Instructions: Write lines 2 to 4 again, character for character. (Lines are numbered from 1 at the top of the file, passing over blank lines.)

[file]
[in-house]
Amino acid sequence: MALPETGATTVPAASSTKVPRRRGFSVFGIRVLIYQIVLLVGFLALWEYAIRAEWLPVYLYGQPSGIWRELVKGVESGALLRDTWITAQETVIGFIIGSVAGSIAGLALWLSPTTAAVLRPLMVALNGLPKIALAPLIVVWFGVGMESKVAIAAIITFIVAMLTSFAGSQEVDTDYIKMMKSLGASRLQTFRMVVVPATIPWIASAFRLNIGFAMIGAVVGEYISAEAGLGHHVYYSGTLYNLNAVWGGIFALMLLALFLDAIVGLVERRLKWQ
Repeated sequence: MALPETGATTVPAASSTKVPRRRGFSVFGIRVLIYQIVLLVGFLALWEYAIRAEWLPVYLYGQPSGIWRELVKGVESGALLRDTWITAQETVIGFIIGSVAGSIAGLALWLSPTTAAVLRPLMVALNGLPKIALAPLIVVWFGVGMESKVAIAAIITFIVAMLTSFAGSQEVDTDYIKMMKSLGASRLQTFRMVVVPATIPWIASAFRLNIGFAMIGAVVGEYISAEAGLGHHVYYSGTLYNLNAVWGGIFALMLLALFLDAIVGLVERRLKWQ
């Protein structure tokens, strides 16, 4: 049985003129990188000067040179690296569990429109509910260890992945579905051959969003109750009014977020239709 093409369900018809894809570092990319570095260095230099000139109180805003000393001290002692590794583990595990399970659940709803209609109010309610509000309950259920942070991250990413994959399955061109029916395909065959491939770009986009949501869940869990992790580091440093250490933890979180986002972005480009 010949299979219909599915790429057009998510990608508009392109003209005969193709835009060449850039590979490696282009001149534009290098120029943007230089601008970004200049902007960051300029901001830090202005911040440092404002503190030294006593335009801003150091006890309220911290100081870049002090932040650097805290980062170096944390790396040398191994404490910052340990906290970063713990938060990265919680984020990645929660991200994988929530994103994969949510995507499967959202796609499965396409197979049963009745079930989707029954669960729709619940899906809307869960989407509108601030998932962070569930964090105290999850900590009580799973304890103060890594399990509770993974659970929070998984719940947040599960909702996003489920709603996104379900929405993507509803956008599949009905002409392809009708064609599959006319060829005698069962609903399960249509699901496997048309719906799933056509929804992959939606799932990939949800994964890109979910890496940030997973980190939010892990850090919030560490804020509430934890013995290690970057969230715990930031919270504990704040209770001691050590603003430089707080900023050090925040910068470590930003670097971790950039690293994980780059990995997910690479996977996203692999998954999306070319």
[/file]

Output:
Amino acid sequence: MALPETGATTVPAASSTKVPRRRGFSVFGIRVLIYQIVLLVGFLALWEYAIRAEWLPVYLYGQPSGIWRELVKGVESGALLRDTWITAQETVIGFIIGSVAGSIAGLALWLSPTTAAVLRPLMVALNGLPKIALAPLIVVWFGVGMESKVAIAAIITFIVAMLTSFAGSQEVDTDYIKMMKSLGASRLQTFRMVVVPATIPWIASAFRLNIGFAMIGAVVGEYISAEAGLGHHVYYSGTLYNLNAVWGGIFALMLLALFLDAIVGLVERRLKWQ
Repeated sequence: MALPETGATTVPAASSTKVPRRRGFSVFGIRVLIYQIVLLVGFLALWEYAIRAEWLPVYLYGQPSGIWRELVKGVESGALLRDTWITAQETVIGFIIGSVAGSIAGLALWLSPTTAAVLRPLMVALNGLPKIALAPLIVVWFGVGMESKVAIAAIITFIVAMLTSFAGSQEVDTDYIKMMKSLGASRLQTFRMVVVPATIPWIASAFRLNIGFAMIGAVVGEYISAEAGLGHHVYYSGTLYNLNAVWGGIFALMLLALFLDAIVGLVERRLKWQ
């Protein structure tokens, strides 16, 4: 049985003129990188000067040179690296569990429109509910260890992945579905051959969003109750009014977020239709 093409369900018809894809570092990319570095260095230099000139109180805003000393001290002692590794583990595990399970659940709803209609109010309610509000309950259920942070991250990413994959399955061109029916395909065959491939770009986009949501869940869990992790580091440093250490933890979180986002972005480009 010949299979219909599915790429057009998510990608508009392109003209005969193709835009060449850039590979490696282009001149534009290098120029943007230089601008970004200049902007960051300029901001830090202005911040440092404002503190030294006593335009801003150091006890309220911290100081870049002090932040650097805290980062170096944390790396040398191994404490910052340990906290970063713990938060990265919680984020990645929660991200994988929530994103994969949510995507499967959202796609499965396409197979049963009745079930989707029954669960729709619940899906809307869960989407509108601030998932962070569930964090105290999850900590009580799973304890103060890594399990509770993974659970929070998984719940947040599960909702996003489920709603996104379900929405993507509803956008599949009905002409392809009708064609599959006319060829005698069962609903399960249509699901496997048309719906799933056509929804992959939606799932990939949800994964890109979910890496940030997973980190939010892990850090919030560490804020509430934890013995290690970057969230715990930031919270504990704040209770001691050590603003430089707080900023050090925040910068470590930003670097971790950039690293994980780059990995997910690479996977996203692999998954999306070319």